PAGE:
Michael Nellums said his "reitrement" June 14 as principal of Mills High School was routine and unrelated to the completed investigation of his role in a reported scheme to damage the reputation of a Pulaski County School Board member.
That raised some questions. It's been a busy day in the District, what with Nellums' issues, a School Board member's resignation, a criminal FOI complaint and the pending question of whether state officials will put the hammer down on the district and oust leadership.
An update on some of those questions:
1) The district has confirmed that the letter Nellums sent me last night is his retirement letter.
According to Human Resources, the formal letter Mr. Nellums sent last night is a statement we received that he requested be disseminated to interested parties and is not part of his personnel file. The District does not require letters of resignation on retirement, rather, there is a short form employees complete to state their intent to leave. That form was completed yesterday afternoon by Mr. Nellums, and is a part of his personnel file.
2) To a question about when the Board approved contracts and when they took effect, to gauge Nellums' veracity in saying this was something routine.
Mr. Nellums 2011-2012 contract —and other certified staff contracts— were approved by the Board on April 12, 2011 and have a start date of July 1, 2011. His contract is now null and void given his retirement.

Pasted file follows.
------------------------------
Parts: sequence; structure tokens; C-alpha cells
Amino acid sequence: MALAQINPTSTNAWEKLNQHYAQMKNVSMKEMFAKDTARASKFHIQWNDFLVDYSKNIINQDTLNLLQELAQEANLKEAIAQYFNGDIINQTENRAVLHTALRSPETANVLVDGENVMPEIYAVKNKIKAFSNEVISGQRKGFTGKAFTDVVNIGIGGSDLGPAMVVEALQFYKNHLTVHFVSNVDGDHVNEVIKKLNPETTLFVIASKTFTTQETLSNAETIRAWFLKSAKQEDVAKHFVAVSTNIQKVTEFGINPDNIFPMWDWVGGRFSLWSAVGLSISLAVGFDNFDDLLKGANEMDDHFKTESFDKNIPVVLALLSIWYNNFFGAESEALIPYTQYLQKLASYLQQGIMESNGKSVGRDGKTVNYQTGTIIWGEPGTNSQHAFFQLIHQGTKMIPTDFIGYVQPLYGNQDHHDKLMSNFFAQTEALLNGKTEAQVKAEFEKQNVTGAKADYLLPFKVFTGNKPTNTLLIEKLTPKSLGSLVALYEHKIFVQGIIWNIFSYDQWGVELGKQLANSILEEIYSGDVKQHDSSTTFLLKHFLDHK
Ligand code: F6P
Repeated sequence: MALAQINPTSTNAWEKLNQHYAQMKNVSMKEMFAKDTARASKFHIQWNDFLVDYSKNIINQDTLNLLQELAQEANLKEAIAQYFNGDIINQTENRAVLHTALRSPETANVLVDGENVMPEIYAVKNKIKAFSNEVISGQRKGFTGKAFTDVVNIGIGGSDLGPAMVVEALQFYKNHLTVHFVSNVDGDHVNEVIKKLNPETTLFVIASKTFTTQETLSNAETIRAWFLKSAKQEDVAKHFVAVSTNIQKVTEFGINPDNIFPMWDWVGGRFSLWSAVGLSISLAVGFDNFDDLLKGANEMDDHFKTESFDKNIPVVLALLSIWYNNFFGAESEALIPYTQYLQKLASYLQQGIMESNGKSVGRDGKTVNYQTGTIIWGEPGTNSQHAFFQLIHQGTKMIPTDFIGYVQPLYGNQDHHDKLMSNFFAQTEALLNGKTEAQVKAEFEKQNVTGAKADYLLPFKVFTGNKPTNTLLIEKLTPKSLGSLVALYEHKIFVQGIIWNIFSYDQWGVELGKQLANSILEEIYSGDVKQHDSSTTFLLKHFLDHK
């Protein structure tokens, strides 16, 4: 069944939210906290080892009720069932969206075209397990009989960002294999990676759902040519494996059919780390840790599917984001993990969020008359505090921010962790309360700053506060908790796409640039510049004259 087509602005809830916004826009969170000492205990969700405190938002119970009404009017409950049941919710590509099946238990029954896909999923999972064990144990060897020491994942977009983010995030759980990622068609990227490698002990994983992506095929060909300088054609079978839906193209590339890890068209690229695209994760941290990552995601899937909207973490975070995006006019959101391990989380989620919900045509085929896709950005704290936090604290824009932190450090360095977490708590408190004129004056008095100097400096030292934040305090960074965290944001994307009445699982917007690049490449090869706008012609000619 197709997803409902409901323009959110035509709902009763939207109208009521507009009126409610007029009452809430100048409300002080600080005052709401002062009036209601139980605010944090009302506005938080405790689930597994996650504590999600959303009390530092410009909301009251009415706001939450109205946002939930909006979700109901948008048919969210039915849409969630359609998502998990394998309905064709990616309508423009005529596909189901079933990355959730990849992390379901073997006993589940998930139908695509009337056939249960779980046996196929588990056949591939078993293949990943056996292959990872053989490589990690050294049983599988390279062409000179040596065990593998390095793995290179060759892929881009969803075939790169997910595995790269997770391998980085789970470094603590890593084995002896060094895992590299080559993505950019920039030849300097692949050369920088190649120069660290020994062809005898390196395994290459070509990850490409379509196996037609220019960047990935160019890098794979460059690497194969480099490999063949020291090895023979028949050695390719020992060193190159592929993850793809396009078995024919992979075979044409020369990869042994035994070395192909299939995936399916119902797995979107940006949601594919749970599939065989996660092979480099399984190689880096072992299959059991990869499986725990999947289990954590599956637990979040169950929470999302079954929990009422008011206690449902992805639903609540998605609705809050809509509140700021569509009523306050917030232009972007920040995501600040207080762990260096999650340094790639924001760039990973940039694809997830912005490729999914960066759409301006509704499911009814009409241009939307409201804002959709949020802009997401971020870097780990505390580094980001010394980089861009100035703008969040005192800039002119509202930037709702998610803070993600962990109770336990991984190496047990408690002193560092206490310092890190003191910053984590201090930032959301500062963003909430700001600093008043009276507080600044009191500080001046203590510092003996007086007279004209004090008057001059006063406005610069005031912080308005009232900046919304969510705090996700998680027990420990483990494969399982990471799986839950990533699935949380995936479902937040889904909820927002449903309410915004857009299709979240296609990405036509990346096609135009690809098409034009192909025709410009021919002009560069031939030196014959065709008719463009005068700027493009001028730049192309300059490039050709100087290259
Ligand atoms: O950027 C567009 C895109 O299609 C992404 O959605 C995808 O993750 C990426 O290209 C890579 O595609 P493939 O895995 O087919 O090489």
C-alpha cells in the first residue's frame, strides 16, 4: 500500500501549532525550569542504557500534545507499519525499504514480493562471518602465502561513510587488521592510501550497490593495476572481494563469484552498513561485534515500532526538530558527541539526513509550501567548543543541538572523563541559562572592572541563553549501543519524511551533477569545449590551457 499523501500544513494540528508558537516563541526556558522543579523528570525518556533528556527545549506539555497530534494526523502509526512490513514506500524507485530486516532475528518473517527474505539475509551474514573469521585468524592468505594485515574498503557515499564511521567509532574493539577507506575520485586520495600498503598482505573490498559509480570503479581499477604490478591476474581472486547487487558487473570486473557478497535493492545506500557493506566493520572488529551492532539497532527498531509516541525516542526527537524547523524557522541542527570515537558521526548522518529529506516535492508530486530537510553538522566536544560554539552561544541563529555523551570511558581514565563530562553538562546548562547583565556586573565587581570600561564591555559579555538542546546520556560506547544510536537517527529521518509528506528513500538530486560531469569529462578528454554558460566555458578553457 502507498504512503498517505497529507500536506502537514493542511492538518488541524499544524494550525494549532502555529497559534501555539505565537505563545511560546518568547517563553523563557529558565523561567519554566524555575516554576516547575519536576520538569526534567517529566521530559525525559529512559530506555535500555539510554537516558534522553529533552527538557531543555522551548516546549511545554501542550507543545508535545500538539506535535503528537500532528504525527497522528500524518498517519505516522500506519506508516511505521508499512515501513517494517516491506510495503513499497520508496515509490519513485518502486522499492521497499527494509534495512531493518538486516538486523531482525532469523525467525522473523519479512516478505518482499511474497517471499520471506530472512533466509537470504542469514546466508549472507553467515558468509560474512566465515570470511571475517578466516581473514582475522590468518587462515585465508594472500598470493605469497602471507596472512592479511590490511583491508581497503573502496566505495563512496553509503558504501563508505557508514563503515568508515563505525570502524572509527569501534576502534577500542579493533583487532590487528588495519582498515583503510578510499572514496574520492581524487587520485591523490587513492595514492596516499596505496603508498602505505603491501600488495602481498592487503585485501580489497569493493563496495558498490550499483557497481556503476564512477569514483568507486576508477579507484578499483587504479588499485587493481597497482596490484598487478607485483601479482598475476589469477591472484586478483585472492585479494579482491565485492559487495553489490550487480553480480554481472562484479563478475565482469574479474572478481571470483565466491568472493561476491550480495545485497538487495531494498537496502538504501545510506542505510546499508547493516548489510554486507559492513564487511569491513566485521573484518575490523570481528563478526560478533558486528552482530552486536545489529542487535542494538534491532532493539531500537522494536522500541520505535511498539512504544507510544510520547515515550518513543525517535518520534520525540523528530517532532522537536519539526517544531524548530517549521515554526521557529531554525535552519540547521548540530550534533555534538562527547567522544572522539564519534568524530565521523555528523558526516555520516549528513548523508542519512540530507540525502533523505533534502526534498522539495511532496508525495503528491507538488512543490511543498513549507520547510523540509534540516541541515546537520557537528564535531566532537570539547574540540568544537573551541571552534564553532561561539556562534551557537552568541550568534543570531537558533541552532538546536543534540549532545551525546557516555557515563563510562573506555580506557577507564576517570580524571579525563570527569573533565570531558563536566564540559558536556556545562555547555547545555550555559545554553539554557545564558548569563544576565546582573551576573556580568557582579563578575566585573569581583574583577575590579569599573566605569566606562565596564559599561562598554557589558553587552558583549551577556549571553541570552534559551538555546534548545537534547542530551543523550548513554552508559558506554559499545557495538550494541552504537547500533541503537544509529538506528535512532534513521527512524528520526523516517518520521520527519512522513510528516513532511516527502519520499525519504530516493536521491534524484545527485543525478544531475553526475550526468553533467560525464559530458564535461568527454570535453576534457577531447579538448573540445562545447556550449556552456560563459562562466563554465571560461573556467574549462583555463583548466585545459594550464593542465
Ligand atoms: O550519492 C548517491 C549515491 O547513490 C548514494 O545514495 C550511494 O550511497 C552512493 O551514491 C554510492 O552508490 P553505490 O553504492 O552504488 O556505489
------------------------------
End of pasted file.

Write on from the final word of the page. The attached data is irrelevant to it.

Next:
3) Since he doesn't effectively retire until July 1, why not complete the investigation and why not have the superintendent issue a ruling — either clearance or firing — in the case. In short, why not fire him? Or clear him?
With regard to saving the taxpayers two weeks' pay if the superintendent moved forward and just fired Nellums, the costs to the taxpayers would far exceed that amount. Dr. Hopson can only make a recommendation for termination to the Board under the Arkansas Teacher Fair Dismissal Act. Mr. Nellums would have 30 days after receipt of the superintendent's recommendation to request a hearing before the Board. A hearing would be set within 20 days of his written request. Following the hearing, (in which the District would have to pay for the court reporter, the transcript and for a hearing officer), the Board would have 10 days to decide to either uphold the recommendation, reject it, or modify it. Then, Mr. Nellums could appeal the Board's decision to the circuit court within 75 days of receipt of the Board's decision. The entire process could take months and even years of litigation for a final resolution. So, if Dr. Hopson had reviewed the report and made a recommendation this week as planned, the termination would not be immediate given the due process requirements. This matter would have stretched out long beyond June 30th and would have been costly financially and emotionally for the families of this District. The termination issue became moot upon Nellums submitting his paperwork to leave the District, and it is our hope that the focus can now shift back to educating the students.